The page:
When nurses at the National Heart Centre Singapore (NHCS) attended to patients at night, those in adjacent beds would complain about not getting a good night's sleep.
The problem, said nurse clinician Siti Fidawati Jasman, was twofold: The bed curtains were not enough to block the bright overhead lights, and the nurses were making too much noise.
When surveyed last August, only 35 per cent of the cardiology ward's patients said they were able to get uninterrupted sleep.
"Patients can have their blood taken more than once in a night," said Ms Siti, explaining why nurses require bright light to see by.
"We need to do electrocardiograms (to measure heart activity), or help to turn immobile patients. In one night, we can attend to the same patient up to six times."
With these in mind, the ward's team of six nurses - including 36-year-old Ms Siti - began to look at ways to help their patients get better rest.
They searched pasar malams (night markets), petrol stations, and even made a visit to Sim Lim Square to find the perfect light source.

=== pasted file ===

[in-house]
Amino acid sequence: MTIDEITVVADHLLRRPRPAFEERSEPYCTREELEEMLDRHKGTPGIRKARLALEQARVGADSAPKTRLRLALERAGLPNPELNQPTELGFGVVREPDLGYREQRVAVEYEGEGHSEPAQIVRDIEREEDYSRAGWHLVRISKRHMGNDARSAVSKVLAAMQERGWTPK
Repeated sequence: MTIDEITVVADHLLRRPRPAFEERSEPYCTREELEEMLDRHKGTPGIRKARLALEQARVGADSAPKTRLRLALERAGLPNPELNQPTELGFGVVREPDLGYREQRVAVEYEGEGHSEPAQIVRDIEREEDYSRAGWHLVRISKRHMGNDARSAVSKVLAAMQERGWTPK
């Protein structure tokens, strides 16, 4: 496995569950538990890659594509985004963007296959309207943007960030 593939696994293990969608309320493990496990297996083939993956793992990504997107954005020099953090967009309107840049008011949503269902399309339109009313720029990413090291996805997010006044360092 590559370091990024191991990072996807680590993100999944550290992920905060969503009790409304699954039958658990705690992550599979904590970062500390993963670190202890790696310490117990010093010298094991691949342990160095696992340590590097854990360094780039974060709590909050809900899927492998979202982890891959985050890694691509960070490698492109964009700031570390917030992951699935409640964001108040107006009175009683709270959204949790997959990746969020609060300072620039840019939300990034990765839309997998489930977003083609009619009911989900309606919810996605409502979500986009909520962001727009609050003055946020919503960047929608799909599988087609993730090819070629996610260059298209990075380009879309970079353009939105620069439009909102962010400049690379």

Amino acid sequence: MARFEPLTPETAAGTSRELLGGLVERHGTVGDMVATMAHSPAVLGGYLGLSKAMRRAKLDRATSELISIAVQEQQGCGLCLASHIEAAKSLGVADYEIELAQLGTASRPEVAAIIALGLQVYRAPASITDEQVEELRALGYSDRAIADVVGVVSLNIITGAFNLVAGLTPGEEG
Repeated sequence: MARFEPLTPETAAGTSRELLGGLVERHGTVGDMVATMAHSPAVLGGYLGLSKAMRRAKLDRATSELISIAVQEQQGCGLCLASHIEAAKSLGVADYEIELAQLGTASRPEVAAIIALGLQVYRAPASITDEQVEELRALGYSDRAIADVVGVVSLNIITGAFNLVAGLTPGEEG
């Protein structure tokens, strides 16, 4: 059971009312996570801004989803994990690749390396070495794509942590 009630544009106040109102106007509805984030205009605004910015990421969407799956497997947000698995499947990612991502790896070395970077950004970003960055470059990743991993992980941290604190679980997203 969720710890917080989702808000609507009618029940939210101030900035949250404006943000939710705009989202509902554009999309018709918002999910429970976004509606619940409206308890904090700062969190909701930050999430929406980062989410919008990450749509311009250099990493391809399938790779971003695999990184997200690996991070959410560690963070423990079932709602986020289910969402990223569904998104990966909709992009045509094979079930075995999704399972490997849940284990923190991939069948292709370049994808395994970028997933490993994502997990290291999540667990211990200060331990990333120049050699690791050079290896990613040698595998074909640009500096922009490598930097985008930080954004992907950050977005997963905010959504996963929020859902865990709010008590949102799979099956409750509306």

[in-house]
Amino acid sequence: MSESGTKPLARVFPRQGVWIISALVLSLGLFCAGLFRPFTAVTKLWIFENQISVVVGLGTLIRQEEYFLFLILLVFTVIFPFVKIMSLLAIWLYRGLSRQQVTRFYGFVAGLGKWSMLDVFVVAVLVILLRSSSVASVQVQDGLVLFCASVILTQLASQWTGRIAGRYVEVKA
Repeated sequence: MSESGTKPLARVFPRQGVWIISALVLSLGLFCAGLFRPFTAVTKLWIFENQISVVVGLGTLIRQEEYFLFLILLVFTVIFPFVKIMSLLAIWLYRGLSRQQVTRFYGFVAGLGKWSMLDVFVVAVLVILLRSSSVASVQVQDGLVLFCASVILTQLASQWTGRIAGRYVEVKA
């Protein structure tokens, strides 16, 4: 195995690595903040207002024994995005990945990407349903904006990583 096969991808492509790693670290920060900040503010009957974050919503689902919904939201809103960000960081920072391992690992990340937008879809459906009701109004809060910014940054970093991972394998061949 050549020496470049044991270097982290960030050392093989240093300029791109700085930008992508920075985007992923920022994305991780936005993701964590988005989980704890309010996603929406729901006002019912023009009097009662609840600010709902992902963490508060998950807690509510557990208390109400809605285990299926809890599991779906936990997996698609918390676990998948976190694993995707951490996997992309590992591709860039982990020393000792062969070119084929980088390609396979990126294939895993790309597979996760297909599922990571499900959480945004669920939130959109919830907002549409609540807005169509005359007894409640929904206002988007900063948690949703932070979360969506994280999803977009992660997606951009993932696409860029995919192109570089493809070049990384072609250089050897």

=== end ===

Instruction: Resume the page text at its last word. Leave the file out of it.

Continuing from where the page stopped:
A torchlight mounted on a retractable rod was trialled, then discarded as being far too dim, before they found their ideal solution - a flexible lamp from Ikea.
"We went to all possible places to search for the light," said nurse clinician Wu Wing Yin, 38, who was part of the team.
"It has to be flexible, so that you can aim it at any part of the patient's body that you want to see better."
Working with the hospital's engineers, the nurses then modified the Ikea lamp so that it would easily plug into the laptop they take with them on their rounds.
To solve the noise problem, nurses now do their rounds in pairs, each carrying out one task so as to minimise movement into and out of their ward.
NHCS chief nurse Ho Ai Lian praised the team's initiative and attention to detail.
She said: "Nurses are often the closest point of contact for patients, so it is important that we listen to feedback on the ground and innovate where necessary to enhance their experience in the hospital."
After implementing the changes, around eight in 10 patients now say that they are getting a good night's sleep.
"We did a survey of the patients and more of them are getting enough sleep," said Ms Siti.
"We are planning to roll this out to more wards in the future."